Monday, February 1, 2010


My first thought for the title of this entry was “Rejection Sucks”, but then I realized, while true, it’s not a helpful sentiment. My second thought was to not write about today’s letter at all. Throw it in the recycling and move on. Unfortunately, I couldn’t do that.

After reading the letter, I immediately went back to my laptop to continue with my current writing project, but all the energy that had been there had instantly run dry. As a writer, I have to deal with rejection…and I suppose the sooner, the better.

Back in October, I’d put together a grant application package for a juvenile fiction novel idea. It was my first such application and I found the process a tad uncomfortable. First, I had to stop my current projects and complete the requisite forms and outlines for the jury. Creativity had to wait as I focused on meeting all the technical requirements for the grant. More troubling, however, was the feeling that I was essentially begging for money, not much different from a homeless person holding out an upturned baseball cap.

“Spare some change? Feed the writer.”

But, of course, that’s what writers have to do. We’re not well funded professionals like NHL players or plumbers. We take what we can get.

When I found the letter from the British Columbia Arts Council in my mailbox, I didn’t have a good feeling. I tried to pep myself up, recalling the plot ideas I felt would appeal to young readers and the references to the past that would allow timely connections with current society. Still, the envelope was too light—enough for a single-page rejection, rather than a congratulatory letter with forms attached to sign and other sheets providing reminders of deadlines for lucky grant recipients.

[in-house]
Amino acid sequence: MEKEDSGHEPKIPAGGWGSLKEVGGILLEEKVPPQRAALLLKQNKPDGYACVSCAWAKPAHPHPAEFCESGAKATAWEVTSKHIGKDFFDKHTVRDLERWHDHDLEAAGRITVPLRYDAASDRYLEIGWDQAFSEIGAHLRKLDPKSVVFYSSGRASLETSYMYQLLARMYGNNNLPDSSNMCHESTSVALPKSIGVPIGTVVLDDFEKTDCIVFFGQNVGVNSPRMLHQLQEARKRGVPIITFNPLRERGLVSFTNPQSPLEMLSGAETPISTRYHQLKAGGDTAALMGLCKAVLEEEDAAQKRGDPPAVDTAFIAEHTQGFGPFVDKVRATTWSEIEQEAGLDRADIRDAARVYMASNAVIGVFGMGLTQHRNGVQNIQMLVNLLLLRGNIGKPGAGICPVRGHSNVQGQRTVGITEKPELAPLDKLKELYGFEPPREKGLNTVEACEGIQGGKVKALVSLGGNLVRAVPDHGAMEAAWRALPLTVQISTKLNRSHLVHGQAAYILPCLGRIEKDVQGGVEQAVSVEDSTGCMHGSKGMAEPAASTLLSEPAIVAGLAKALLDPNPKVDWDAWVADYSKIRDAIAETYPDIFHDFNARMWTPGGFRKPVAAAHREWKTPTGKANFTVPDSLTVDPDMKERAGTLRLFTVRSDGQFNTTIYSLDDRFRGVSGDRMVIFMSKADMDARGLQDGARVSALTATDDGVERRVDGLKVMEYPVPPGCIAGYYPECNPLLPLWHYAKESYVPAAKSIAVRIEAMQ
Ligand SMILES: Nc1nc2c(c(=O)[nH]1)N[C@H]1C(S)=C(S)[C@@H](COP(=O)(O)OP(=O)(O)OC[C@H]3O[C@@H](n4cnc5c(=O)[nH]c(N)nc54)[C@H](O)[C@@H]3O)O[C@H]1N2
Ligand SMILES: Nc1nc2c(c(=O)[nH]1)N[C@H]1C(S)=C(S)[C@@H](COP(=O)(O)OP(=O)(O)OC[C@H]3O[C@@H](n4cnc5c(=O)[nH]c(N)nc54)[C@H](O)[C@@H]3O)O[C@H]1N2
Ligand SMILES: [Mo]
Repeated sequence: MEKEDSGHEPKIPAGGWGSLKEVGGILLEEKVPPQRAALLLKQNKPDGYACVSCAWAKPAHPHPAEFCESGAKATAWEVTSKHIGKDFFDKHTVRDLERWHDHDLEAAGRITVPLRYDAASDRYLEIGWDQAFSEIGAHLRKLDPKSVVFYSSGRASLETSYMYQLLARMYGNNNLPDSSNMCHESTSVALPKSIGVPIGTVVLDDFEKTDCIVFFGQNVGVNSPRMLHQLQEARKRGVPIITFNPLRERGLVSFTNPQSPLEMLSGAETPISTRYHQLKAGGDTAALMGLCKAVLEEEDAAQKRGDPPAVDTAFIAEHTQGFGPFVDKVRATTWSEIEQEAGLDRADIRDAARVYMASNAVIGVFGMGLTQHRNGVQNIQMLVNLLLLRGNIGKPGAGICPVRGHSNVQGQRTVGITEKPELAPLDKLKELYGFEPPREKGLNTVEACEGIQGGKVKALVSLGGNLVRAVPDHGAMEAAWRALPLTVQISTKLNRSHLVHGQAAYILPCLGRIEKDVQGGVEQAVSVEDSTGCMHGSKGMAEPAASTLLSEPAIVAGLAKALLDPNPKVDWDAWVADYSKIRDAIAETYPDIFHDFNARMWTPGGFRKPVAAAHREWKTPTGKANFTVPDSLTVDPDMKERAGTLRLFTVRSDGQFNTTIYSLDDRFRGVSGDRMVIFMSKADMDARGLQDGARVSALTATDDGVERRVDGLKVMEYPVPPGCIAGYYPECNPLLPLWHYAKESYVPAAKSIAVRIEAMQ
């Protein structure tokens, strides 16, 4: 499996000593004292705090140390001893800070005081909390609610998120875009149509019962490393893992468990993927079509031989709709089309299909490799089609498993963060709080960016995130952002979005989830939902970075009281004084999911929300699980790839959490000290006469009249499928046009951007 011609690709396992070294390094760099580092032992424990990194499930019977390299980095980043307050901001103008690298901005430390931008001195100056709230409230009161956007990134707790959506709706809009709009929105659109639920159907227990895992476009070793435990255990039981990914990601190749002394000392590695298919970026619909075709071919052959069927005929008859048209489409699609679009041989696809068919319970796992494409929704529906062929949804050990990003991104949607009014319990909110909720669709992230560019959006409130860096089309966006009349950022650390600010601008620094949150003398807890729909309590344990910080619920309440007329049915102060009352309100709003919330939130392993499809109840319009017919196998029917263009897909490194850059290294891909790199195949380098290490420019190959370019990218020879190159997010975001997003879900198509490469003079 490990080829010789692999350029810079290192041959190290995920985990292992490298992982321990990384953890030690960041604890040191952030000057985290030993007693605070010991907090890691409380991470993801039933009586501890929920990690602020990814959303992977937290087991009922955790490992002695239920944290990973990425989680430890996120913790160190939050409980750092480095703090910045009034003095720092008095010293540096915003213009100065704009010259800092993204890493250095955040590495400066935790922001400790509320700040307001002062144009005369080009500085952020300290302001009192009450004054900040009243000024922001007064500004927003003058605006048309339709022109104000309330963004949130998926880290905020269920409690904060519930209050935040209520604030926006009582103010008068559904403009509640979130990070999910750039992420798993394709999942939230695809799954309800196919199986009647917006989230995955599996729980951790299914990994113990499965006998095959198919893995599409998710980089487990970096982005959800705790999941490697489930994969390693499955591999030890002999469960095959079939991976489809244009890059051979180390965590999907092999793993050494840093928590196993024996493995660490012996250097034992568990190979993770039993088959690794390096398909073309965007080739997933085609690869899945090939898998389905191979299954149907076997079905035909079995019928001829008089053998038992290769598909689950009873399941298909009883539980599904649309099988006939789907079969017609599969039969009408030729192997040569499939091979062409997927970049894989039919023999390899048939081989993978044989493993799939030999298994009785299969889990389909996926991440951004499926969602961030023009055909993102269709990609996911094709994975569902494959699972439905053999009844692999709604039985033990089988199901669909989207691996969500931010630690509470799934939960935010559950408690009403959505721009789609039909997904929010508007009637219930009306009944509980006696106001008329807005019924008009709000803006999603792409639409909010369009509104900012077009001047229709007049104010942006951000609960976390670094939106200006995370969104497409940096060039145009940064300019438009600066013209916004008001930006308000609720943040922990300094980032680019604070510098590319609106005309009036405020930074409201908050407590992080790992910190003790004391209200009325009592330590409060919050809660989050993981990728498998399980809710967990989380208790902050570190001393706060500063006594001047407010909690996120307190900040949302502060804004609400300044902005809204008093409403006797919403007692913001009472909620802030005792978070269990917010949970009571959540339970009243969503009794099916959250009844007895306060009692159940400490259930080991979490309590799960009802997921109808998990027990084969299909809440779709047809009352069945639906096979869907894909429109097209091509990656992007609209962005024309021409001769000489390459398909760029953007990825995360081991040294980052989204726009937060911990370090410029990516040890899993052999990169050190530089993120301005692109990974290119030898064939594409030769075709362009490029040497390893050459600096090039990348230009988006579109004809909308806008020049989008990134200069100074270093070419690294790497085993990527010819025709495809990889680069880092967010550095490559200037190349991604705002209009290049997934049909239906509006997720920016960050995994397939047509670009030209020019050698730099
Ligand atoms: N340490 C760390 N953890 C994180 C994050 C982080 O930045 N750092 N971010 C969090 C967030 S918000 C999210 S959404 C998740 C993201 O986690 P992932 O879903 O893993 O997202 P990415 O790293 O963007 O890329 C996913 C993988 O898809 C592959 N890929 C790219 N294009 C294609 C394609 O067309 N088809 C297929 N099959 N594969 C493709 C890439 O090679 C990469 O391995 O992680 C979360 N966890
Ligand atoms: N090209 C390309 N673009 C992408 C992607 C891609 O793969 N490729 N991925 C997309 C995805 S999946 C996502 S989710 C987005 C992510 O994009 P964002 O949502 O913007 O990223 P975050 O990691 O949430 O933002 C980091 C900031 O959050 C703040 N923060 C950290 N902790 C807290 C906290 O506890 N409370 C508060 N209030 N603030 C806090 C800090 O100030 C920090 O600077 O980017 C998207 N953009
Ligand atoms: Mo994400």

It’s amazing how even a form rejection can sting. “I regret to inform you that the jury did not recommend assistance for your project.” Ouch. Of course, they can’t support everyone, but it’s only natural to take the rejection as a clear sign that your writing isn’t good enough. Your writing idea isn’t original or, frankly, it’s boring.

Yikes. Not helpful thinking. And, thus, the title of this blog entry. I must acknowledge that the begging didn’t work. Now it is time to rebound. I could read up on how J.K. Rowling or some other ridiculously successful author received countless rejections, but I really need to get back to my current work. I’ll have to scrimp even more and continue to buy no-name tomato soup, but my dream to succeed as a writer remains. I hope to one day look back and remember my time as a starving writer with the kind of sweetness and nostalgia that comes when one is far removed from harshness that comes in the midst of the struggle.

I should be so lucky.

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